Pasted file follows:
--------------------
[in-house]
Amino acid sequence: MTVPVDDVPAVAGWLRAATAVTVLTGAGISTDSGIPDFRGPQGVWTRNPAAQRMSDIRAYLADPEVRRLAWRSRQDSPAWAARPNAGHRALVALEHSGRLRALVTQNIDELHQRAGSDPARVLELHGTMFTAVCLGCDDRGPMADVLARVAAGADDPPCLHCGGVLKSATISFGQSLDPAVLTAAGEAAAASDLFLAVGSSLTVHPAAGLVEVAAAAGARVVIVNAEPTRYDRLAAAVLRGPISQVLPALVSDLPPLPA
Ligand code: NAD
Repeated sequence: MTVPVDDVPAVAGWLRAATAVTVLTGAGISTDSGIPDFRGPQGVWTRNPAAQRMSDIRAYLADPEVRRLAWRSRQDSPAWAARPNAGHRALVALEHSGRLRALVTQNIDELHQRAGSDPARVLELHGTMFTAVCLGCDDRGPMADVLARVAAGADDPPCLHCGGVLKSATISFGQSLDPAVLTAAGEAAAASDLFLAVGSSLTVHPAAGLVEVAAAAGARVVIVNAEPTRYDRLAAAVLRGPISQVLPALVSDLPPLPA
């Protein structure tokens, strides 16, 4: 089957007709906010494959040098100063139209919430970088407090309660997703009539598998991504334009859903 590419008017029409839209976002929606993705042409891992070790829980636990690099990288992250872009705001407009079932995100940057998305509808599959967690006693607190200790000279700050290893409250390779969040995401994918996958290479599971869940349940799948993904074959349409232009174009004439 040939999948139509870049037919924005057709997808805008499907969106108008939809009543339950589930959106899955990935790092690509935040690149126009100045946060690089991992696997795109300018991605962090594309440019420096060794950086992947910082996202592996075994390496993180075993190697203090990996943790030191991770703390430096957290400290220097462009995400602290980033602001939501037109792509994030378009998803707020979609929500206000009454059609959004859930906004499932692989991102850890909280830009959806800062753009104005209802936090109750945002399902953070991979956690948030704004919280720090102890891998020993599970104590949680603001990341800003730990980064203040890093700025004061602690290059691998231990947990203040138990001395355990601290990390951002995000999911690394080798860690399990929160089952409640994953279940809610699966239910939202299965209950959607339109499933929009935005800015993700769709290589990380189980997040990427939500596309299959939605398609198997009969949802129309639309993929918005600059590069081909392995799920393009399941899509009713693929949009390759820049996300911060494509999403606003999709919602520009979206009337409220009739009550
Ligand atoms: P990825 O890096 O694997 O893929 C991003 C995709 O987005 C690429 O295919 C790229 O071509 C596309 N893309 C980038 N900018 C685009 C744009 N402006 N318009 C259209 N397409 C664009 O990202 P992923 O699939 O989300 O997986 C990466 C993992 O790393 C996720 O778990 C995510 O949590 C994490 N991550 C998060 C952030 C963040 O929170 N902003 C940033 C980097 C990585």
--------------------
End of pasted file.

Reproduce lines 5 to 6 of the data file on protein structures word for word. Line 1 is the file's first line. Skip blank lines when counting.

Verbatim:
């Protein structure tokens, strides 16, 4: 089957007709906010494959040098100063139209919430970088407090309660997703009539598998991504334009859903 590419008017029409839209976002929606993705042409891992070790829980636990690099990288992250872009705001407009079932995100940057998305509808599959967690006693607190200790000279700050290893409250390779969040995401994918996958290479599971869940349940799948993904074959349409232009174009004439 040939999948139509870049037919924005057709997808805008499907969106108008939809009543339950589930959106899955990935790092690509935040690149126009100045946060690089991992696997795109300018991605962090594309440019420096060794950086992947910082996202592996075994390496993180075993190697203090990996943790030191991770703390430096957290400290220097462009995400602290980033602001939501037109792509994030378009998803707020979609929500206000009454059609959004859930906004499932692989991102850890909280830009959806800062753009104005209802936090109750945002399902953070991979956690948030704004919280720090102890891998020993599970104590949680603001990341800003730990980064203040890093700025004061602690290059691998231990947990203040138990001395355990601290990390951002995000999911690394080798860690399990929160089952409640994953279940809610699966239910939202299965209950959607339109499933929009935005800015993700769709290589990380189980997040990427939500596309299959939605398609198997009969949802129309639309993929918005600059590069081909392995799920393009399941899509009713693929949009390759820049996300911060494509999403606003999709919602520009979206009337409220009739009550
Ligand atoms: P990825 O890096 O694997 O893929 C991003 C995709 O987005 C690429 O295919 C790229 O071509 C596309 N893309 C980038 N900018 C685009 C744009 N402006 N318009 C259209 N397409 C664009 O990202 P992923 O699939 O989300 O997986 C990466 C993992 O790393 C996720 O778990 C995510 O949590 C994490 N991550 C998060 C952030 C963040 O929170 N902003 C940033 C980097 C990585």